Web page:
Wimbledon 2012 on ESPN: The Fortnight before The Fortnight
The all-new, all-live and all-ESPN Wimbledon begins Monday, June 25, but for ESPN’s Joalin Goff, remote operations producer, by then Wimbledon will already be a fortnight old. She and technical manager Chris Strong arrived in London SW 19 on June 11 to get everything in place. In this conversation from Wimbledon, she explains what’s new for 2012, and just how wide ranging her role can be.
With ESPN’s expanded role, what is new or different behind the scenes at Wimbledon?
We have nearly doubled our footprint in the broadcast center. We have a second control room, a second audio room, a third edit suite and more. We also have a new studio, and totally redesigned our old one. The previous set was wonderful, but now the look is lighter and fresh, with a better view out the window to Court 18. We’ll have a third location too. The BBC is going to share its rooftop garden set with the skyline of London in the distance.
What can you tell folks about cameras out on the grounds?
We will enhance the world feed to a much greater extent than in the past. We have added four robotic cameras; two are at the players’ entrance, where we used to send a crew to shoot arrivals. One is on top of Court 1, for scenic shots, and one is at the court-level Centre Court announce booth to shoot into the booth or the crowd. We also have added cameras at Centre Court, including an Extra Slo-Motion cam on the baseline.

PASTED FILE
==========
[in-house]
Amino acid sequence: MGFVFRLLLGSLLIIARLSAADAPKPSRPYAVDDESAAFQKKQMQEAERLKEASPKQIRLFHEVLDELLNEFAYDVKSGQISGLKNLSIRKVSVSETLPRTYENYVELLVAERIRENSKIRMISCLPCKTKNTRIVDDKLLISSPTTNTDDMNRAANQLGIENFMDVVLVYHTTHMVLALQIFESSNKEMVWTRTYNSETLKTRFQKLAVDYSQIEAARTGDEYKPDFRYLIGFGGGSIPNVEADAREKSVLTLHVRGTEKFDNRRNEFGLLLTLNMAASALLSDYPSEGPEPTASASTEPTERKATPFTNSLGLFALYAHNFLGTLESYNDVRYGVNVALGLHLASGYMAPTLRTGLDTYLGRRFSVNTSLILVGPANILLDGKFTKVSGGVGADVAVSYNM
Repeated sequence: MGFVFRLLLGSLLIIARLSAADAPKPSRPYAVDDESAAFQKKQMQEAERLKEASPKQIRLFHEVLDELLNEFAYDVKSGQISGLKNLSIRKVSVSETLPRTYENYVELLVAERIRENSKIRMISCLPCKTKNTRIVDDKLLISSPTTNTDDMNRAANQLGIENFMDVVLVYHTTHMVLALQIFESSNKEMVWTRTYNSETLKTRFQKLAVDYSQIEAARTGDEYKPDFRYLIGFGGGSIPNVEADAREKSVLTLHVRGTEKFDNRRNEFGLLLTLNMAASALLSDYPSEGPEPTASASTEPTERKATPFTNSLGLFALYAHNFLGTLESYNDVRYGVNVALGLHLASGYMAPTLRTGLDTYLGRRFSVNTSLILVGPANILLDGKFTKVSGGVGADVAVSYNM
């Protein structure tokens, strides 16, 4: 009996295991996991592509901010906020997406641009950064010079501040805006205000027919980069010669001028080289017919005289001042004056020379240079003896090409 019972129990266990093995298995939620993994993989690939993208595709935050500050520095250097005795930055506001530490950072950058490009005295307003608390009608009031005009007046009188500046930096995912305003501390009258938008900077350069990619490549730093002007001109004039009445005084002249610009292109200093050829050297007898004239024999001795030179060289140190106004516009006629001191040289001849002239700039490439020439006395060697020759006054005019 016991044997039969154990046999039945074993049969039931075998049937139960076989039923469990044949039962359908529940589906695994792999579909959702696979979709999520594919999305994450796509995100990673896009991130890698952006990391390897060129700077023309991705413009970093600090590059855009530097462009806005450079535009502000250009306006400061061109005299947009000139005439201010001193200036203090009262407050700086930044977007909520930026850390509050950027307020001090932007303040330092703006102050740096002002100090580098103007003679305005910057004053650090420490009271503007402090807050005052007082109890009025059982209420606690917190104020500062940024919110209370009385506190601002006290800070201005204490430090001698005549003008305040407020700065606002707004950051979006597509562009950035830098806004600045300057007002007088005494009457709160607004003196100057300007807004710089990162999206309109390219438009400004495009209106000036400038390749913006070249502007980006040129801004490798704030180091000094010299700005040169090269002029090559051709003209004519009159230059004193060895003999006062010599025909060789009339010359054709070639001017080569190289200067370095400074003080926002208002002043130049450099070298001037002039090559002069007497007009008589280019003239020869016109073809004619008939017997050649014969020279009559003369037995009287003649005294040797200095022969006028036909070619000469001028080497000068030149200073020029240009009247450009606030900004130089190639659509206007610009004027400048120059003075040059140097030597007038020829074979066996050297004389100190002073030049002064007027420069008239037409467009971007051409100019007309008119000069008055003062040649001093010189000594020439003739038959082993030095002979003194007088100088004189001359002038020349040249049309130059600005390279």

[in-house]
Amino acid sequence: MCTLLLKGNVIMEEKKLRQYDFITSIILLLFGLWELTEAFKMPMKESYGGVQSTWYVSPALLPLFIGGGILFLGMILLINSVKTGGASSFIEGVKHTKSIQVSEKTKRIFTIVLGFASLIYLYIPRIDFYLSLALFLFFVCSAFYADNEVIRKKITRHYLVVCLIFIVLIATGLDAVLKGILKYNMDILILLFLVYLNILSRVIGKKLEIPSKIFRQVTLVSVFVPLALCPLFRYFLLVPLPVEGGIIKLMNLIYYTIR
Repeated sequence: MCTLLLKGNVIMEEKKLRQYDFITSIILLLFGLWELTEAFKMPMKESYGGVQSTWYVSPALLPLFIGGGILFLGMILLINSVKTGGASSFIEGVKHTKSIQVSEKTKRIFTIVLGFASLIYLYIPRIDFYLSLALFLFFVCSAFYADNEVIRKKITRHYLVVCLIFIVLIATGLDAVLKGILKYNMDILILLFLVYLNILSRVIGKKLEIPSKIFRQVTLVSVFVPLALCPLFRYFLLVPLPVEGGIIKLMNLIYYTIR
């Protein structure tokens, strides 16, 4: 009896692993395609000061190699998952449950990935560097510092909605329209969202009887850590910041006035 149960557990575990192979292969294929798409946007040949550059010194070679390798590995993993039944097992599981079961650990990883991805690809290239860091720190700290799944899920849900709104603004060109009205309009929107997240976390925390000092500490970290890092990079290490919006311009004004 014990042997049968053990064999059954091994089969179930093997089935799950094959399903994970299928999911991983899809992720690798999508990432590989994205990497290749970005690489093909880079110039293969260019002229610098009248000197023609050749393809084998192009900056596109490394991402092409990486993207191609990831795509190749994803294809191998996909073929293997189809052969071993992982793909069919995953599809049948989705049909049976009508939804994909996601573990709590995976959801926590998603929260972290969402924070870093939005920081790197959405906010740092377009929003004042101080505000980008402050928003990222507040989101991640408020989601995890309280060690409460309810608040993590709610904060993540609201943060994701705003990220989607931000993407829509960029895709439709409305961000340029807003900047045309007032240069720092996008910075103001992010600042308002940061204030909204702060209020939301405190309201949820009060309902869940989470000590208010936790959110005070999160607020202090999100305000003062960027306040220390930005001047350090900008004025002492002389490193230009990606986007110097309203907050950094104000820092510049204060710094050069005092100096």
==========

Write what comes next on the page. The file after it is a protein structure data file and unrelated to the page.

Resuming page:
What has occupied your time in this fortnight before the fortnight?
We worked with the Club to re-outfit our offices and facilities. Everything from equipment to furniture to power. Mark Kwok, associate technical manager, works with vendors and the BBC on all technical issues, from soup to nuts. Personally, I’ve already been to the local IKEA six times! We have “furniture building parties!” Now that we know we’re going to be here awhile, the set-up will be more permanent and won’t be removed after the tournament.
Your area is also tasked with “hosting” the ESPN personnel, which has increased about 25 percent to nearly 280. There has to be some unusual requests. Do tell.
The most common requests, for people’s flats or here in the office, are alarm clocks, hair dryers, hangers and ice. There is very little ice in England. It’s not just beer they drink warm.